“They want so badly to feel seen and to feel loved and to be given guidance,” Loomis said. “And so that’s why I always say it’s important to get women of color, men of color to the starting line, because a lot of times we’re so many steps behind.”

Auburn’s top ’22 hoops signee, Traore, plans to transfer

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AUBURN, Ala. – Auburn’s top signee from last year, center Yohan Traore, plans to transfer.

The five-star recruit from France, who played a limited role as a freshman, announced his plans in an Instagram post on Tuesday.

The 6-foot-10 Traore initially committed to LSU but landed at Auburn after the firing of coach Will Wade a little more than a year ago. He was rated the No. 24 overall recruit and No. 5 center according to the 247Sports composite rankings.

Traore averaged 2.1 points and 1.4 rebounds after arriving from Dream City Christian School in Arizona.

Traore was a member of the U15 and U16 French National Team.

He played nine minutes in Auburn’s opening NCAA Tournament game against Iowa. Traore failed to score and didn’t play in the second-round loss to Houston.

Unbeaten Gamecocks, Iowa’s Caitlin Clark star in women’s Final Four


SEATTLE ⁠— An undefeated South Carolina team led by star Aliyah Boston and guided by vaunted Dawn Staley, an Iowa squad that features high-scoring Caitlin Clark and the return of LSU and flashy coach Kim Mulkey headline the women’s Final Four this weekend.

Virginia Tech is the newcomer to the group as the Hokies are making their first appearance in the national semifinals. Hokies coach Kenny Brooks became the third Black male coach to take a team to the Final Four in women’s basketball history.

All of the women’s basketball world will descend on Dallas this week as the Division I, II and III championships will be held there. It’s only the second time that all three divisions will have their title games in the same place.

Staley and the Gamecocks are looking to become the 10th team to go through a season unbeaten and the first to repeat as champions since UConn won four in a row from 2013-16. South Carolina advanced to its third consecutive national semifinals and fifth since 2015 thanks to another superb effort by Boston, the reigning AP Player of the Year. The three-time All-American had 22 points and 10 rebounds in a win over Maryland on Monday night.

Next up for the Gamecocks is Iowa and the sensational Clark. She helped the Hawkeyes reach their first Final Four in 30 years with a game for the ages in the regional semifinals on Sunday night. The junior guard had the first 40-point triple-double in NCAA history in the win over Louisville.

The Gamecocks have the experience edge having reached the Final Four so often with this group. No one on Iowa’s roster was alive the last time the team advanced to the game’s biggest stage. C. Vivian Stringer was the coach of that team in 1993 that reached the Final Four before losing to Ohio State in overtime.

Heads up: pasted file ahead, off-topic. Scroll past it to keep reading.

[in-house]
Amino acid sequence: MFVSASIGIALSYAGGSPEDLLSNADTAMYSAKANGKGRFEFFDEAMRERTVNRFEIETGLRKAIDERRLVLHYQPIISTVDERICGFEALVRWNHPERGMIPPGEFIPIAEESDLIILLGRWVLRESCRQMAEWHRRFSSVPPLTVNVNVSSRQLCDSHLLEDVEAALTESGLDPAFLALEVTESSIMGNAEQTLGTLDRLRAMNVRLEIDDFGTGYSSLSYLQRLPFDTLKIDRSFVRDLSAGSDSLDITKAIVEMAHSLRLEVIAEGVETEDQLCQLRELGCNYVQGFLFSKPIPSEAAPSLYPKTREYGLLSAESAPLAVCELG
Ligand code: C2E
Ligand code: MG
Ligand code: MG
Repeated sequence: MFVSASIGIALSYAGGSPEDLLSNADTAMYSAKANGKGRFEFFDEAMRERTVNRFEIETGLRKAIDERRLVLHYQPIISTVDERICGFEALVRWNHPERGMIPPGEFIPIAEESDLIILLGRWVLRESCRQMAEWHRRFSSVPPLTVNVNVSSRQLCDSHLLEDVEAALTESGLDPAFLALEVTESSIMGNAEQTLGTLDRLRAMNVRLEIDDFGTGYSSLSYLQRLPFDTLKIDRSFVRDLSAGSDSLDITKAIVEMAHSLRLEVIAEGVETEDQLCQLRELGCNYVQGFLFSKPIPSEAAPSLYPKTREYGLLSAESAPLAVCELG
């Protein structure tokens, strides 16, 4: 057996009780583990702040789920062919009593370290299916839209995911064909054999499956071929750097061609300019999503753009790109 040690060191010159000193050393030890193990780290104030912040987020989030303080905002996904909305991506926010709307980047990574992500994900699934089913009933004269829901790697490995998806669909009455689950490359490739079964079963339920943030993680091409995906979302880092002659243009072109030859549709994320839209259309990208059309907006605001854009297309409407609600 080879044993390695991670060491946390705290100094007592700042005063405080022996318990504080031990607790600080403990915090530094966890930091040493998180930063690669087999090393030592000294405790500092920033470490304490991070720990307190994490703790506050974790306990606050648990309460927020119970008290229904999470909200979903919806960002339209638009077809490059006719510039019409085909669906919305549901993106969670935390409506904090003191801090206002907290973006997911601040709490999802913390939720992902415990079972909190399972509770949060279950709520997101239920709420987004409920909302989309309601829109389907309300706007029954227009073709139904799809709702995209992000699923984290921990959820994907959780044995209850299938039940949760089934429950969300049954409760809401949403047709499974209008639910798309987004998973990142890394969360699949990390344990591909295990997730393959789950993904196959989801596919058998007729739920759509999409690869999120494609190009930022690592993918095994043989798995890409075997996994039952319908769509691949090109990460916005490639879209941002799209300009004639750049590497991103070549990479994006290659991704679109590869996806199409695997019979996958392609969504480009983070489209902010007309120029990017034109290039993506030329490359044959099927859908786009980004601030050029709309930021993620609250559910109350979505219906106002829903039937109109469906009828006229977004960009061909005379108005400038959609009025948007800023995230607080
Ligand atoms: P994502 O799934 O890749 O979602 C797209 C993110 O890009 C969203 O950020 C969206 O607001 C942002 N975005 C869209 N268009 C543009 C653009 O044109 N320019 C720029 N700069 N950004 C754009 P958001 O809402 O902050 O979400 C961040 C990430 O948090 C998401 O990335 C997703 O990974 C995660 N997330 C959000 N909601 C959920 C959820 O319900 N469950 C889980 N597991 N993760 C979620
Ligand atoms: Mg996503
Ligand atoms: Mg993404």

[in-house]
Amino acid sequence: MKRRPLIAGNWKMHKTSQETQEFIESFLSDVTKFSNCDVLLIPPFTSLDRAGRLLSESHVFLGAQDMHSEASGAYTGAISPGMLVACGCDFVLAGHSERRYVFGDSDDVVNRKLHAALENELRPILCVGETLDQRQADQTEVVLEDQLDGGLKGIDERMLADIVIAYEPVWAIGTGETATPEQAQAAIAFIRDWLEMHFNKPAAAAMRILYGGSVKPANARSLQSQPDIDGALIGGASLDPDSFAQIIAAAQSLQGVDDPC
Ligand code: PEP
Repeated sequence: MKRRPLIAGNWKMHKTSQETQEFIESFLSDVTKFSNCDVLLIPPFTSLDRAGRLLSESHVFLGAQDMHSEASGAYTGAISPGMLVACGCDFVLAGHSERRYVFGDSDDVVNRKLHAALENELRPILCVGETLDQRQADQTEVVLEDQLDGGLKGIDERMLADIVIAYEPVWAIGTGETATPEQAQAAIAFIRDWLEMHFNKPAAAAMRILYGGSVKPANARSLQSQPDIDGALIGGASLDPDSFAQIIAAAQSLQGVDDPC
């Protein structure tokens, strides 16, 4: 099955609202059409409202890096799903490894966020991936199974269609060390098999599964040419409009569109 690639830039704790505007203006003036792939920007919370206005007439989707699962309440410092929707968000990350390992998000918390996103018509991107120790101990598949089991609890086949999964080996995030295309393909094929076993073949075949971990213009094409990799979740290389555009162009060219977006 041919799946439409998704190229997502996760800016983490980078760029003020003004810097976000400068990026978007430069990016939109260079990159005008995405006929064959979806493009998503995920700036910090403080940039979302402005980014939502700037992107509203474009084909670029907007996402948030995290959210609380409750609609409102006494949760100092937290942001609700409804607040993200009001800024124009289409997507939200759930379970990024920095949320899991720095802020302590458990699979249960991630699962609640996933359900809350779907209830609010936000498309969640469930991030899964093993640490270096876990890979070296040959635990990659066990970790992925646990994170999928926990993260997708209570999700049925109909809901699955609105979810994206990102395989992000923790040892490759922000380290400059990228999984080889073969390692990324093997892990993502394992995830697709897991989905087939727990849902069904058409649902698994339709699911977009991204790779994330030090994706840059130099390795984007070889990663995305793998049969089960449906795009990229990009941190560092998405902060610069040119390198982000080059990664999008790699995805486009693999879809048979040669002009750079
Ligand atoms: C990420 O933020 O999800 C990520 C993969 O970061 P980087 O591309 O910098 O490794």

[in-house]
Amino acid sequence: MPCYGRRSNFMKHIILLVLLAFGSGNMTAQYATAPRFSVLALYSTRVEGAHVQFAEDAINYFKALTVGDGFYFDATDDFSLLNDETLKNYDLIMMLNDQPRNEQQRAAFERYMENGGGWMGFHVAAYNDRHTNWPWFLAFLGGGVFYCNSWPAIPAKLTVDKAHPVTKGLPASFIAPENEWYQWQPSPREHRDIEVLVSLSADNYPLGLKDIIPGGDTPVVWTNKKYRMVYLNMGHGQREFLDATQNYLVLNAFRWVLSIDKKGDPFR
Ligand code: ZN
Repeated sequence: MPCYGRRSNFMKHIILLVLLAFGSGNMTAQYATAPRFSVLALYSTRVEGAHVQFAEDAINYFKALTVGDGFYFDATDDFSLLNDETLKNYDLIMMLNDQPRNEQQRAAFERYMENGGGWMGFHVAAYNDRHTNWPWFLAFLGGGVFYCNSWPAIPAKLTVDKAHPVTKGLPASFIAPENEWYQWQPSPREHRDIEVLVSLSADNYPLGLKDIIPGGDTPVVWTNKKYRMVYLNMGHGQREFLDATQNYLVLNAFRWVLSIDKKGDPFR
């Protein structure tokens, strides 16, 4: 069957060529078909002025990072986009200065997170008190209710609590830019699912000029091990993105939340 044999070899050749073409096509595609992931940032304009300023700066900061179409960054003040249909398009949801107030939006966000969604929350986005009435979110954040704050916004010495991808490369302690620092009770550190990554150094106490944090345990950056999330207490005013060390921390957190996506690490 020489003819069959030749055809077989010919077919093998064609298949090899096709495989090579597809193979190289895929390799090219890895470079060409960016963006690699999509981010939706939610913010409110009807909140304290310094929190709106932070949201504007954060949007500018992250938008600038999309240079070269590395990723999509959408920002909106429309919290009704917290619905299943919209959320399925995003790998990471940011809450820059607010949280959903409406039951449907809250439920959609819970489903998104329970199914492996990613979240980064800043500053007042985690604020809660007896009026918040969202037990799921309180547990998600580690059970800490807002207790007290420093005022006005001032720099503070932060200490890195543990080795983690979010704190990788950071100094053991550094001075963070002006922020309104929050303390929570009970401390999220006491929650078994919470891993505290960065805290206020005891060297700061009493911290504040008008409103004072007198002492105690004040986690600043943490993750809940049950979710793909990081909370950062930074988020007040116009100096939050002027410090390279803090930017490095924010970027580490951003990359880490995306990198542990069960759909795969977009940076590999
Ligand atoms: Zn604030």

“It is like a storybook, but it’s kind of been like that for us all year long,” Iowa coach Lisa Bluder said. “I mean, we have had — honestly, we keep talking about destiny and how it’s supposed to happen and it is happening. But I’m so happy for Caitlin. I can remember sitting in her living room and her saying, I want to go to a Final Four. And I’m saying, We can do it together. And she believed me. And so I’m very thankful for that.”

The other game will pit LSU against Virginia Tech. The Tigers are making their first trip to the national semifinals since 2008 when Sylvia Fowles dominated the paint. Now LSU is led by another stellar post player in Angel Reese.

She broke Fowles’ record for double-doubles in a season earlier this year and was key in the Tigers’ win over Miami in the Elite Eight.

Reese, who transferred in this season from Maryland, has made Mulkey’s second season at the school a special one. She came to LSU with a resume headlined by three NCAA titles from her time at Baylor along with some flamboyant sideline looks such as her silver-shimmering jacket with white pants that she wore in the Elite Eight game Sunday.

“What really makes me smile is not cutting that net down,” Mulkey said. “It’s looking around out there at all those LSU people, looking at that team I get to coach experience it for the first time.”

LSU’s opponent is also making its first appearance at the Final Four. The Hokies have had the best season in school history, winning the ACC crown as well under Brooks. He joined former Syracuse Quentin Hillsman and Cheyney State’s Winthrop “Windy” McGriff.

The significance has not been lost on Brooks, who hopes he can inspire other Black male coaches to get more opportunities.

The Hokies run to the national semifinals has been led by star post Elizabeth Kitley and sharpshooter Georgia Amoore. The pair combined for 49 points in the win over Ohio State in the Elite Eight.